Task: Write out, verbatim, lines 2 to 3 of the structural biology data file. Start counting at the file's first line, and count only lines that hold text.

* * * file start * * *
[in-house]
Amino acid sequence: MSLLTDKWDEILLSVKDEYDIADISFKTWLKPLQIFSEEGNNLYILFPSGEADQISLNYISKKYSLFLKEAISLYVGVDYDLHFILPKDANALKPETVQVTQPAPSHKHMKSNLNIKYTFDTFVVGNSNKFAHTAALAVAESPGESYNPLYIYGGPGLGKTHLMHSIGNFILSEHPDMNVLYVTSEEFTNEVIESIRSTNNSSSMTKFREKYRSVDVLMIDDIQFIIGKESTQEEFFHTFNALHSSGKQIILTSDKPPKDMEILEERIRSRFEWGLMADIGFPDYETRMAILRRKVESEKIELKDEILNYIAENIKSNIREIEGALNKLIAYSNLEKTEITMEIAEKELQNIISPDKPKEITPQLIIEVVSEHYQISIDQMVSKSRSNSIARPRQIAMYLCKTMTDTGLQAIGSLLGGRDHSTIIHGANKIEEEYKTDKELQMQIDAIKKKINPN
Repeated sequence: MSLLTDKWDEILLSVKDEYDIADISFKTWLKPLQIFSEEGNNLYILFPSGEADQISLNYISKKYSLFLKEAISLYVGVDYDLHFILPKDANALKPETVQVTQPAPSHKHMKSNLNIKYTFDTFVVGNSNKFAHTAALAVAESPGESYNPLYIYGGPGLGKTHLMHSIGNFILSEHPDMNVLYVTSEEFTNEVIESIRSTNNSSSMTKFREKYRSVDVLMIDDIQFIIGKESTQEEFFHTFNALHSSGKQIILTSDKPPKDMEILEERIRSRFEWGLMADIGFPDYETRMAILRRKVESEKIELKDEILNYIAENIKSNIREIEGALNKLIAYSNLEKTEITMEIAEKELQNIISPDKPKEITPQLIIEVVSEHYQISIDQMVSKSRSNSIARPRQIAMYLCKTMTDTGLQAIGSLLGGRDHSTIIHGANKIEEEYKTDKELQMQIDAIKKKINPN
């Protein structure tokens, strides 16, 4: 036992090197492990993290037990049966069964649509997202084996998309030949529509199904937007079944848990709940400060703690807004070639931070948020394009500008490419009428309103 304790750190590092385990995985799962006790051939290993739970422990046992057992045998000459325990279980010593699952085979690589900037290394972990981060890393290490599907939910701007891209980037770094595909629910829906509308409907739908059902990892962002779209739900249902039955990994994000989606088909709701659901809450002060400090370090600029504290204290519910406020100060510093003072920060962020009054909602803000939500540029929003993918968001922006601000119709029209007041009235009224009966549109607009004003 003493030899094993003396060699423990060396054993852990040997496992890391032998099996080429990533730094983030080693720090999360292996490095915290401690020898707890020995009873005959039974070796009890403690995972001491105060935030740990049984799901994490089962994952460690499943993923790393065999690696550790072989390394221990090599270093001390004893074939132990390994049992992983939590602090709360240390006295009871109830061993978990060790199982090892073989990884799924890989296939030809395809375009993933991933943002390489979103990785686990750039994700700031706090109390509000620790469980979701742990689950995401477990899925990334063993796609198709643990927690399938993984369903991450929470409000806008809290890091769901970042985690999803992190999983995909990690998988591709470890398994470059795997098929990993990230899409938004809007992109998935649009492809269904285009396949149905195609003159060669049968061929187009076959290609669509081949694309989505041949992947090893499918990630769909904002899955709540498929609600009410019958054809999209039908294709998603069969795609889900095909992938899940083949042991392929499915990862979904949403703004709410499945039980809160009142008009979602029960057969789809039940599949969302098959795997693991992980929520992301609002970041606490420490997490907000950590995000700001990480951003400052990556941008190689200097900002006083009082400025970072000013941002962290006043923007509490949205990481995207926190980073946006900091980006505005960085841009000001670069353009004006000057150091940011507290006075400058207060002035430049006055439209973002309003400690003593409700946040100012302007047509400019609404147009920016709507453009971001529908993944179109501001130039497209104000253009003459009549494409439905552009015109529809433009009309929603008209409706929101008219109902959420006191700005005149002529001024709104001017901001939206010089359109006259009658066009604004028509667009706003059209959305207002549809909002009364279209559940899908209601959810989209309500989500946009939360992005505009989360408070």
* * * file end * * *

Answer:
Amino acid sequence: MSLLTDKWDEILLSVKDEYDIADISFKTWLKPLQIFSEEGNNLYILFPSGEADQISLNYISKKYSLFLKEAISLYVGVDYDLHFILPKDANALKPETVQVTQPAPSHKHMKSNLNIKYTFDTFVVGNSNKFAHTAALAVAESPGESYNPLYIYGGPGLGKTHLMHSIGNFILSEHPDMNVLYVTSEEFTNEVIESIRSTNNSSSMTKFREKYRSVDVLMIDDIQFIIGKESTQEEFFHTFNALHSSGKQIILTSDKPPKDMEILEERIRSRFEWGLMADIGFPDYETRMAILRRKVESEKIELKDEILNYIAENIKSNIREIEGALNKLIAYSNLEKTEITMEIAEKELQNIISPDKPKEITPQLIIEVVSEHYQISIDQMVSKSRSNSIARPRQIAMYLCKTMTDTGLQAIGSLLGGRDHSTIIHGANKIEEEYKTDKELQMQIDAIKKKINPN
Repeated sequence: MSLLTDKWDEILLSVKDEYDIADISFKTWLKPLQIFSEEGNNLYILFPSGEADQISLNYISKKYSLFLKEAISLYVGVDYDLHFILPKDANALKPETVQVTQPAPSHKHMKSNLNIKYTFDTFVVGNSNKFAHTAALAVAESPGESYNPLYIYGGPGLGKTHLMHSIGNFILSEHPDMNVLYVTSEEFTNEVIESIRSTNNSSSMTKFREKYRSVDVLMIDDIQFIIGKESTQEEFFHTFNALHSSGKQIILTSDKPPKDMEILEERIRSRFEWGLMADIGFPDYETRMAILRRKVESEKIELKDEILNYIAENIKSNIREIEGALNKLIAYSNLEKTEITMEIAEKELQNIISPDKPKEITPQLIIEVVSEHYQISIDQMVSKSRSNSIARPRQIAMYLCKTMTDTGLQAIGSLLGGRDHSTIIHGANKIEEEYKTDKELQMQIDAIKKKINPN